Written Denial Need Not Be Sent in 90 Days

A recent appellate opinion has given new meaning to the 90-day denial notice. Most people were under the impression the applicant had to receive written denial of the claim by the 90th day of notice.

The case deals with the interpretation of Labor Code Section 5402. This section states in part:

“If liability is not rejected within 90 days… the injury shall be presumed compensable…. The presumption is rebuttable only by evidence discovered subsequent to the 90-day period.” The Court was concerned with what the “…employer must do in order for the liability to be ‘rejected’ within the meaning of Section 5402.”

In this case the denial notice was dated on the 89th day, but not received by the applicant’s attorney until the 96th day.  period.

What the Court neglects to inform us in this decision is what will be considered a proper rejection. Whether a simple phone call denying the claim to the applicant or the applicant’s attorney will be left to future decisions. Whether the employer telling the claimant that the injury was not reported and therefore denied, will also be a subject of future decisions. When a medical indicates that there was no industrial injury will be a question of sufficient rejection for the Court to analyze. There are a myriad of possibilities that the imagination can come up with.

The safest course of action is to make sure the denial is timely sent and received.  However, if it is not timely, do not automatically give up and presume there is a presumption. Gather the facts. When was there a rejection. Can you prove that a rejection was made within the 90-day period.  The Court revised the decision on December 15,1994. They added in Footnote 4 a board panel decision as authority for the present decision.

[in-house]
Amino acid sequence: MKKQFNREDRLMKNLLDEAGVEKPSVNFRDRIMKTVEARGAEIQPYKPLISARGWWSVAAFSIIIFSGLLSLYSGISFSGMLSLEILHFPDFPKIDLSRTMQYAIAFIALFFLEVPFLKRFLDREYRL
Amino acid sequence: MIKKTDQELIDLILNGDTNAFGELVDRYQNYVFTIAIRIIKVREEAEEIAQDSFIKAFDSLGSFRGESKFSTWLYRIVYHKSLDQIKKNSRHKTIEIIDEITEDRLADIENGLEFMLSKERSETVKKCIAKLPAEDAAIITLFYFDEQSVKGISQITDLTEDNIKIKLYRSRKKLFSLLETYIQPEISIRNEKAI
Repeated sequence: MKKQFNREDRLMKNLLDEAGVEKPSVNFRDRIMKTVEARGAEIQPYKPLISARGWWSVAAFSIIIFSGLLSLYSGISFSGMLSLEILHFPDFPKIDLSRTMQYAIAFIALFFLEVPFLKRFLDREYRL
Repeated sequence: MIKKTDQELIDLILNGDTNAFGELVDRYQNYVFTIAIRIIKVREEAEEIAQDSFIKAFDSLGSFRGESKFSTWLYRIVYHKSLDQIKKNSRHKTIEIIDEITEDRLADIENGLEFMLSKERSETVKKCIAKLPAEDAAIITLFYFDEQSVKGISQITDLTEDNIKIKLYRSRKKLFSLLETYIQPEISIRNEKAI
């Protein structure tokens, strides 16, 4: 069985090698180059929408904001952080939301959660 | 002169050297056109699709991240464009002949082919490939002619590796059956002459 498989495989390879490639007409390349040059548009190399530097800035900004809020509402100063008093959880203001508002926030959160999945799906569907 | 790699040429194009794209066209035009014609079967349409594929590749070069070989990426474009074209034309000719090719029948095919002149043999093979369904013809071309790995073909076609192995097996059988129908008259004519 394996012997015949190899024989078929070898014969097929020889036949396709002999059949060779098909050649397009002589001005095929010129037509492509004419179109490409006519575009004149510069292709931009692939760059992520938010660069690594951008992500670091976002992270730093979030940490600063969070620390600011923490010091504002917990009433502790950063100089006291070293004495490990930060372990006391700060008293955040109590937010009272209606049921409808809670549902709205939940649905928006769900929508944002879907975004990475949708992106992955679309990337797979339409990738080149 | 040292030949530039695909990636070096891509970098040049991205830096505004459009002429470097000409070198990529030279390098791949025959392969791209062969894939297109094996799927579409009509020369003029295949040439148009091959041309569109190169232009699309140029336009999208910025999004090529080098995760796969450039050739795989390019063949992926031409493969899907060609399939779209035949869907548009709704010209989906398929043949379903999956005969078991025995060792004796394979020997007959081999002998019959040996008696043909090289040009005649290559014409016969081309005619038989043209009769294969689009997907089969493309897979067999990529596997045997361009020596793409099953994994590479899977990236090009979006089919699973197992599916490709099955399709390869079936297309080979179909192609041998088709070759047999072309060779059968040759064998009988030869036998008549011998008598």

The Judge at the trial level ruled the applicant had not sustained an injury. The applicant, on appeal, contended that the claim was not rejected within 90 days, so the Board should have admitted only evidence discovered subsequent to the 90 day period. The applicant, further contended, “that all the evidence admitted at trial against him was discovered prior to the expiration of the 90- day period and should have been excluded.” The Court focused its’ decision on the distinction between the rejection of a claim and the giving of notice (emphasis added) to the claimant that there has been a rejection.

The Court stated”…its the rejection which must occur within the 90-day period, not the notice of that rejection.” The court further clarifies that notice of the rejection does not have to be sent within 90 days, even if this is dictum.

What does all this mean? The Court specifically states that the wise practitioner will still take all steps necessary to ensure that the claimant is notified of the rejection of the claim of injury within the 90-day period. However, if one fails to give written notice to the claimant within that time frame, all hope is not lost. One still may be able to prove that a proper rejection was made within the 90-day period.

The Court revised the decision on December 15,1994. They added in Footnote 4 a board panel decision as authority for the present decision.

Case: Rodriquez V. W.C.A.B

Harvey Brown
3501 Jamboree Rd. Suite 602
Newport Beach, CA 92660

Newsletter Sign up

Workers Compensation Feed

Recent Newsletters